A 24-year-old man has been arrested for punching a congressman on live television in Peru moments after the president was impeached and removed power Monday.
Carlos Ezeta managed to get near a media scrum while Popular Action congressman Ricardo Burga was being interviewed outside the Legislative Palace in Lima, and delivered a blow with his left hand that sent the politician stumbling.
Ezeta subsequently pointed at Burga before three police officers detained him. He was booked and charged with assault and resisting arrest, and as of Tuesday was being held at a police station house in Cercado de Lima, the historic city center.
Burga was among the 105 legislators who voted for President Martín Vizcarra’s removal.
Peruvian congressman Ricardo Burga (left) was holding a press conference outside the Legislative Palace in Lima after President Martīn Vizcarra was ousted from office. Carlos Ezeta (right) punched him in the face
Despite being in police custody, Carlos Ezeta went on his Instagram Stories on Tuesday and wrote: ‘They are accusing me of resistance to authority and it is false. I am collaborating with the police’
Martín Vizcarra faced his second impeachment trial over corruption allegations Monday and was removed from office after 105 members of Congress voted him out. The opposition accused him of receiving more than $630,000 in exchange for two construction projects while serving as governor of a small province in southern Peru
Ezeta somehow was allowed to maintain possession of his cellphone and posted a photo of the waiting area inside the precinct shortly before 1am local time Tuesday.
He then posted a selfie on his Instagram Stories feed and wrote, ‘They are accusing me of resistance to authority and it is false. I am collaborating with the police.’
Ezeta followed up with a second post and indicated, ‘I’m fine. I will be at the San Andres police station tonight. My uncle and Franco will be helping me as lawyers, everything is fine here with the police but there was no challenge to the police.’
Janet García begged authorities to show leniency and forgiveness towards her son after his attack on congressman Burga, who was critical of Vizcarra’s presidency.
Peruvian congressman Ricardo Burga (left) was punched by a demonstrator during a press conference outside the Legislative Palace on Monday night after President Martín Vizcarra (right) was impeached and removed from office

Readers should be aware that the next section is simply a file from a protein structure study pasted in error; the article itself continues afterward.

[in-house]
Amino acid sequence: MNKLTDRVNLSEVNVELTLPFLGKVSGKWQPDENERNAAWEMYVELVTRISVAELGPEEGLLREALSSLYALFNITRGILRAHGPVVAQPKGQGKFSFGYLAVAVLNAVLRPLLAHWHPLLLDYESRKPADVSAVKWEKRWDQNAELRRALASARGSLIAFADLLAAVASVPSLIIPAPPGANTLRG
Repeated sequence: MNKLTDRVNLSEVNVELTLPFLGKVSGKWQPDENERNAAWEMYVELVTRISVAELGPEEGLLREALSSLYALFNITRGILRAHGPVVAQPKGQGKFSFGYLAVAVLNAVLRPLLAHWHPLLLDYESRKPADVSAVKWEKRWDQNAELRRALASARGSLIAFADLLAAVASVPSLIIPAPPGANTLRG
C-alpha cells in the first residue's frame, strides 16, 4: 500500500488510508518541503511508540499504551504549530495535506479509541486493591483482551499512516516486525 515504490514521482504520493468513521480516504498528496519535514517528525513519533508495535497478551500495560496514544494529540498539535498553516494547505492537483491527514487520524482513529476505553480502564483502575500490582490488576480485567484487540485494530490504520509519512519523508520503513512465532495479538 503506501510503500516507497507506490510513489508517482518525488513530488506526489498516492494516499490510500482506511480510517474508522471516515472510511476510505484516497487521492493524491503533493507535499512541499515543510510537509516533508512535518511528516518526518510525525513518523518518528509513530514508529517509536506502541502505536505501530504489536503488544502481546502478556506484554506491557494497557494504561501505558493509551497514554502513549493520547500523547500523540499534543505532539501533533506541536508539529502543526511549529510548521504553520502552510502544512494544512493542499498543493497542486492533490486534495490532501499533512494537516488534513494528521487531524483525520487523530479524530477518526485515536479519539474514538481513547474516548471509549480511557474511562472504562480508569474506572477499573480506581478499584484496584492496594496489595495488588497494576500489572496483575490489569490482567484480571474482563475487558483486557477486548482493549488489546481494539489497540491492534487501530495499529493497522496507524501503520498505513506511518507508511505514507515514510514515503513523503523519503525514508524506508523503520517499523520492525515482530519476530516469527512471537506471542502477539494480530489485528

‘My son is calm, he is a hard worker, he helps me, I am a mother and father to him, my son is not like tha,’ García said Tuesday morning, according to Peruvian newspaper Expreso. ‘I know what he has done is wrong, forgive him. He has perhaps gotten carried away for the moment, he is sorry because he is not acting like that, my son is not violent.’
Ezeta could face up to six years in prison if he is convicted.
Lawmakers expressed anger over Vizcarra’s handling of the coronavirus pandemic and cited alleged but unproven corruption allegations.
Carlos Ezeta was arrested and charged with resisting arrest and assault after he punched a politician outside the Peruvian congressional building after the Andean nation’s president was removed from office
Carlos Ezeta (center) could face up to six years in prison if he is found guilty of punching a politician
Former President Vizcarra announced he would not try to fight the ouster, while analysts called the action by legislators an overt and risky power grab in a country where he is highly popular but Congress is not.
Many of the legislators said they were casting their vote for his removal in the name of dead loved ones during the COVID-19 pandemic.
‘Because of his negligence and incapacity we’ve lost thousands of compatriots,’ lawmaker Robinson Gupioc said during over five hours of debate.
At least 34,879 people have died among 922,333 infected by the virus in Peru, a nation of 32 million people.
Manuel Merino, head of the Peruvian Congress, was sworn is as interim president on Tuesday
Supporters of former President Martín Vizcarra are blocked from reaching the Legislative Palace in Peru during a clash with the police Tuesday, a day after Vizcarra was removed from office on allegations of corruption
Legislators brought the impeachment proceeding forward on allegations that Vizcarra received more than $630,000 in exchange for two construction projects while serving as governor of a small province in southern Peru from 2011 to 2014.
The allegations are being investigated, but Vizcarra’s supporters have questioned their veracity, noting that they come from construction managers themselves accused of corruption. The accusers could get any potential jail time reduced in exchange for the information.
In a late-night address, Vizcarra said he would not pursue legal options to challenge the removal vote, saying he opted to act with the best interests of the Peruvian people and the nation’s democracy in mind.
‘Today I am leaving the government palace,’ Vizcarra said. ‘Today I am going home.’
The head of Peru’s Congress, Manuel Merino, was sworn in as the Andean nation’s interim president Tuesday morning.
‘This is a difficult moment for the country,’ said Merino, a member of the center-right Popular Action party. ‘Today, the country does not look at the future with hope, but with worry.’
Vizcarra rose to the nation’s highest office in 2018 after then-President Pedro Pablo Kuczynski resigned amid allegations that he had failed to disclose payments from Brazilian construction giant Odebrecht to his private consulting firm.
Vizcarra survived the impeachment vote in September brought by opposition lawmakers who accused him of favoring a little-known singer known as Richard Swing.
The entertainer received nearly $50,000 in questionable contracts by the Ministry of Culture for activities like motivational speaking during the pandemic. Vizcarra denied any misconduct and lawmakers decided there weren’t grounds to remove him, though a probe continues.